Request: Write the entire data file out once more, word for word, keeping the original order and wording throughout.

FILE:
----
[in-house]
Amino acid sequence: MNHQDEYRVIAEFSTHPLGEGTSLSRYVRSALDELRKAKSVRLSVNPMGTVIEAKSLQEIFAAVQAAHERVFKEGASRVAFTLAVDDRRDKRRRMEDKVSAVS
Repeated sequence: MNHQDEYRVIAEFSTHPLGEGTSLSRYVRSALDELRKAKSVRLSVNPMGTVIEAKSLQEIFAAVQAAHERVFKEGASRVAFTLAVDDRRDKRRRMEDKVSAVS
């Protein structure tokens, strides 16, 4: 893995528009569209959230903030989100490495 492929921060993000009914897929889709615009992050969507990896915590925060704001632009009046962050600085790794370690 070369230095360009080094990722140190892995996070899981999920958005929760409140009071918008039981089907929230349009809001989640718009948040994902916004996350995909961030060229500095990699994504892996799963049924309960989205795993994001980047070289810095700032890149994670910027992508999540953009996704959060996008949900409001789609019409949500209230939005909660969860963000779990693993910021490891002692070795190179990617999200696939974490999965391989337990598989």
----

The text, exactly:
[in-house]
Amino acid sequence: MNHQDEYRVIAEFSTHPLGEGTSLSRYVRSALDELRKAKSVRLSVNPMGTVIEAKSLQEIFAAVQAAHERVFKEGASRVAFTLAVDDRRDKRRRMEDKVSAVS
Repeated sequence: MNHQDEYRVIAEFSTHPLGEGTSLSRYVRSALDELRKAKSVRLSVNPMGTVIEAKSLQEIFAAVQAAHERVFKEGASRVAFTLAVDDRRDKRRRMEDKVSAVS
């Protein structure tokens, strides 16, 4: 893995528009569209959230903030989100490495 492929921060993000009914897929889709615009992050969507990896915590925060704001632009009046962050600085790794370690 070369230095360009080094990722140190892995996070899981999920958005929760409140009071918008039981089907929230349009809001989640718009948040994902916004996350995909961030060229500095990699994504892996799963049924309960989205795993994001980047070289810095700032890149994670910027992508999540953009996704959060996008949900409001789609019409949500209230939005909660969860963000779990693993910021490891002692070795190179990617999200696939974490999965391989337990598989």